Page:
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Graffiti Amsterdam style - SpuistraatSept. 5-11, 1998  Amsterdam, Netherlands

Amsterdam – I have been so taken with this enchanting city, I’m afraid that I too, have fallen victim to its spell. I should have seen it coming. The first line, in the first paragraph, in the Amsterdam section of our Frommer’s guidebook explains: "In Rotterdam they work, in The Hague they rule, but in Amsterdam they live." Well, in support of this theory, here I am, our third day in this captivating city, having ignored my ‘work’ and now FORCING myself to take the time to carve out a quiet moment and make a few notes. Not that I’m vying for pity.

Typical canal lined with Gablesone crowned canal housesAs a ‘slave’ over this keyboard, Laura and I are comfortably relaxing at our small, candlelit table on the sidewalk outside one of the hundreds of Amsterdam’s unpretentious little cafés. It is dusk. The city sounds that surround us, as we gaze over the canal recounting the events of the day, include the muffled voices of people at the other tables talking and laughing in a myriad of other languages, the occasional jingle of a chain guard, fender, or lock rattling on one of the many bicycles that speed by our table on the cobblestone walk, and finally, the classic marching tunes being trumpeted out by the high school band practicing their timing, notes, and regimented steps across the canal and up the block.

Houseboats on HerengrachtThere is so much – too much – to write about this place. Of all the cities I have visited, both in the States and abroad, this one is in the lead in competing for my favor. I have, as of yet, been unable to denote why. One of my early theories was that I simply instantly felt comfortable here. Although the city of nearly ¾ of a million people has one of Europe’s proudest heritages (in the 17th century, Amsterdam was the world’s most prosperous port), the city and its people are neither arrogant nor contemptuous, but just the opposite. It seems that they are extremely tolerant and non-judgmental of others. As new guests in the city (often times making small social blunders, fumbling to find correct change, or pestering someone for directions) we were always met with both a kind word and smile.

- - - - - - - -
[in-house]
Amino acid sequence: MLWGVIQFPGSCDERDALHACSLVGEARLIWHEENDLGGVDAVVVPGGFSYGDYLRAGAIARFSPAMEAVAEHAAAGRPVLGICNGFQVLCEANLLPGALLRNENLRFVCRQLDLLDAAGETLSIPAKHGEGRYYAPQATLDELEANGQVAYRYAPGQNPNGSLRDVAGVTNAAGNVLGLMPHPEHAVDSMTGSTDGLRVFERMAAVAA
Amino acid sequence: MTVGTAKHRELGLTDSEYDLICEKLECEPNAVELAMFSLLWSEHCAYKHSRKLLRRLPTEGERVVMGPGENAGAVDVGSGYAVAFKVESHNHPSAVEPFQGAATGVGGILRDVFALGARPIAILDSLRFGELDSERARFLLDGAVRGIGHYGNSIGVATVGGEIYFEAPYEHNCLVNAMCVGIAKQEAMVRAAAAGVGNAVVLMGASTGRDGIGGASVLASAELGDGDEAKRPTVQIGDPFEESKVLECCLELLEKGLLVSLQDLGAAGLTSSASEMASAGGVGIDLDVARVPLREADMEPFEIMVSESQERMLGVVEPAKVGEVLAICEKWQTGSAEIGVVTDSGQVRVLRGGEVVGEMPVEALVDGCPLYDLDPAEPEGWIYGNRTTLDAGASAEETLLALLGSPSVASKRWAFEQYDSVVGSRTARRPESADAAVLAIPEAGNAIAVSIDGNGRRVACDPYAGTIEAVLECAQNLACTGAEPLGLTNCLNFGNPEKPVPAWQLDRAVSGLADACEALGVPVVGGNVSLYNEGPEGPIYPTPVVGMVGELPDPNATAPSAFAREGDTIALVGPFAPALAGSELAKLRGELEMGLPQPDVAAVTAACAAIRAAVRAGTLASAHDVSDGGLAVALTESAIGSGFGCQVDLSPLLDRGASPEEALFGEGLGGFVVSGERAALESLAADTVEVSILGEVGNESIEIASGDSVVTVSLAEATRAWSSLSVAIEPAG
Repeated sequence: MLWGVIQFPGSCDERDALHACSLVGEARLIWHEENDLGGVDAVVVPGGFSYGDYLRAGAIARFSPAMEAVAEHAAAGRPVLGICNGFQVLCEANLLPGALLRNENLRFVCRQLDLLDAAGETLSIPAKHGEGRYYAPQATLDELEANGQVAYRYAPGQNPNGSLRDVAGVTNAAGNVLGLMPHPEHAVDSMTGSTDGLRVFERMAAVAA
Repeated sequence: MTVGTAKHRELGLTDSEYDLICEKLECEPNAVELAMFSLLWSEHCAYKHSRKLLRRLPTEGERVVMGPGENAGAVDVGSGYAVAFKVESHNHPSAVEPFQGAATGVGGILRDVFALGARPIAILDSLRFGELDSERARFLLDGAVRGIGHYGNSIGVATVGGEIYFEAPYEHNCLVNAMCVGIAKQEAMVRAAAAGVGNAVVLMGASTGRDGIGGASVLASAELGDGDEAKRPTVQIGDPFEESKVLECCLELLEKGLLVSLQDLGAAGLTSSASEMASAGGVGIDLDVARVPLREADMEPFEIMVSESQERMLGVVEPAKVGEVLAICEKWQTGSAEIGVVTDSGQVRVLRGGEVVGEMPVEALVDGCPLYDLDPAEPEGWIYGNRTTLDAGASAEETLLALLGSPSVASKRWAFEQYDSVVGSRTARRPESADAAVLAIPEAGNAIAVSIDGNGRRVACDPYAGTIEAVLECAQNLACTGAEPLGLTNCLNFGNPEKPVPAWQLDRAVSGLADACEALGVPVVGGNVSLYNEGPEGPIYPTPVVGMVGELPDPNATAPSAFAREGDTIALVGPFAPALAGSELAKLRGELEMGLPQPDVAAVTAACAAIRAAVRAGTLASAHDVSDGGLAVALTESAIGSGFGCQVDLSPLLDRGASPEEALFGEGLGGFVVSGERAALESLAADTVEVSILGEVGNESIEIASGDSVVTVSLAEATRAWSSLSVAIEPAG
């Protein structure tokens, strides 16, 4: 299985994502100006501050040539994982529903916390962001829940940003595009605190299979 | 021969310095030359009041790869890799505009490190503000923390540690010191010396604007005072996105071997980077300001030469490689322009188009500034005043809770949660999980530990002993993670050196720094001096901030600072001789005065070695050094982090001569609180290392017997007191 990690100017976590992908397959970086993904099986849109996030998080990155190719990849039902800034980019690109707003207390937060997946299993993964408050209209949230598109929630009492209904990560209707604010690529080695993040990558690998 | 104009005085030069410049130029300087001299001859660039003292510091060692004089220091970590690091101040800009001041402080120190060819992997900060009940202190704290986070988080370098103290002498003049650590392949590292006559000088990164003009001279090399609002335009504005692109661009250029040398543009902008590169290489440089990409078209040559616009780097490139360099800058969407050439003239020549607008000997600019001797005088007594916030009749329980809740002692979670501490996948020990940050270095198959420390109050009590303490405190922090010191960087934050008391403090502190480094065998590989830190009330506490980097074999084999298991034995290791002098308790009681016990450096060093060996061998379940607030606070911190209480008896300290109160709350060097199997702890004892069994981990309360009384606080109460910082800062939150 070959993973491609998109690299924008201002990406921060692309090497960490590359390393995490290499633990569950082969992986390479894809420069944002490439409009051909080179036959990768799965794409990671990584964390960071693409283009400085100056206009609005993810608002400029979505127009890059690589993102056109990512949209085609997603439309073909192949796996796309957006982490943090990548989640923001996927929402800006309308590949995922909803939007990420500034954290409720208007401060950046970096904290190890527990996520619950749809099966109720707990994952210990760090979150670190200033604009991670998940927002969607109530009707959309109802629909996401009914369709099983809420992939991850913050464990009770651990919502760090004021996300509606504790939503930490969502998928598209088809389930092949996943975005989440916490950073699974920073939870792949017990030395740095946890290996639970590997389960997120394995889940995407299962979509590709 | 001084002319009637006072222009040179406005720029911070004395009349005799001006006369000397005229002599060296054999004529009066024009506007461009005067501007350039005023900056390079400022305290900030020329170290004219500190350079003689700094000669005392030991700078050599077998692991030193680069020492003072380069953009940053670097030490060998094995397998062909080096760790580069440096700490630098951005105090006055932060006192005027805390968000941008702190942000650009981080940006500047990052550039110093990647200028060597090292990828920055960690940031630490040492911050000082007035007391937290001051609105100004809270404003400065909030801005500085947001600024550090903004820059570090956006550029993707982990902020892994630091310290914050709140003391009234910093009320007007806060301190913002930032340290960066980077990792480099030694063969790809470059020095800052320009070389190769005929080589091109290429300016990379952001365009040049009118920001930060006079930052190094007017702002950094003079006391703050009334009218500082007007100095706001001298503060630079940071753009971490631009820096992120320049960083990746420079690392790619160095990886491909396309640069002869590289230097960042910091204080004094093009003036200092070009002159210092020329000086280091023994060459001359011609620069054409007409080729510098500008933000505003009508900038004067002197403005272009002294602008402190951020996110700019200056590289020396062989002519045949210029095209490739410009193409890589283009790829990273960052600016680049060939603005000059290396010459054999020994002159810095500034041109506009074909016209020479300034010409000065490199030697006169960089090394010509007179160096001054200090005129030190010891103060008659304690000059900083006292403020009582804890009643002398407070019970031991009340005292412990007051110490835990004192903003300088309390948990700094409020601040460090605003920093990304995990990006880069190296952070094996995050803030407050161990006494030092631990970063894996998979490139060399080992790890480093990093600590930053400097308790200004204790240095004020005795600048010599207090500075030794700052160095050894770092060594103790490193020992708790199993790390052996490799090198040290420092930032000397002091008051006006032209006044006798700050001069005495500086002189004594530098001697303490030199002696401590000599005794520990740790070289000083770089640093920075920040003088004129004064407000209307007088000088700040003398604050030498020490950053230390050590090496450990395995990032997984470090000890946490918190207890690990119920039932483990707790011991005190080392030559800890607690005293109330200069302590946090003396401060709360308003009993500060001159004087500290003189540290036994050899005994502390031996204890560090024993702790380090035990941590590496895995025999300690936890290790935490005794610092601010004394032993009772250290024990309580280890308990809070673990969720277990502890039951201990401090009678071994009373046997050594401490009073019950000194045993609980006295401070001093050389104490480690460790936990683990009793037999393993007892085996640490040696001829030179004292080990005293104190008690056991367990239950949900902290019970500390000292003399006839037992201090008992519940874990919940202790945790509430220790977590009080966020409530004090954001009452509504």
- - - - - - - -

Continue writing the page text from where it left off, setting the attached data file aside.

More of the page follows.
Two of Amsterdam's more well-known coffee shopsHand in hand with this friendliness, is the city’s tolerance (and lenience) for alternate dress, sexual preference, public behavior, use of ‘recreational stimulus’, choice of ‘entertainment’, and so on, and so on. The city’s over all feel and attitude can best be summed up as "live and let live".

Laura and I arrive mid afternoon on Saturday. We find out from our visit to the tourist information office (VVV), that this is a great time to experience the sights and sounds of the city, but a very bad time to find a place to rest your weary head after long and full day is done. Centraal StationWe do find a room in a large hotel on the outskirts of the city, immediately check in, dump our packs, and take the train back to Central Station to stroll the streets and take in the action.

It was basic sensory overload. Imagine, the atmosphere of the French Quarter and Times Square rolled into one. Now change the languages of each of the party-goers to anything but English, make almost anything that they choose as their vice-o-the-night completely legal, now throw the scene into a maze of small, narrow streets lined with 17th century 4-5 story elaborately façaded structures. That’s the party district of Amsterdam. Don’t know how much, if any, detail of our evening is appropriate here.

An alley off of Leidsplein SquareI can mention an Italian restaurant with about a dozen drunken singing Englishmen; a little hole in the wall dive bar with a very friendly (and tanked) Dutch truck driver and his father; and a 63 year old (had worked there for 30 of those years) barmaid that didn’t look a day over 40 who could probably hop over the bar and toss you out on the street as fast as you could say "Heineken Dark".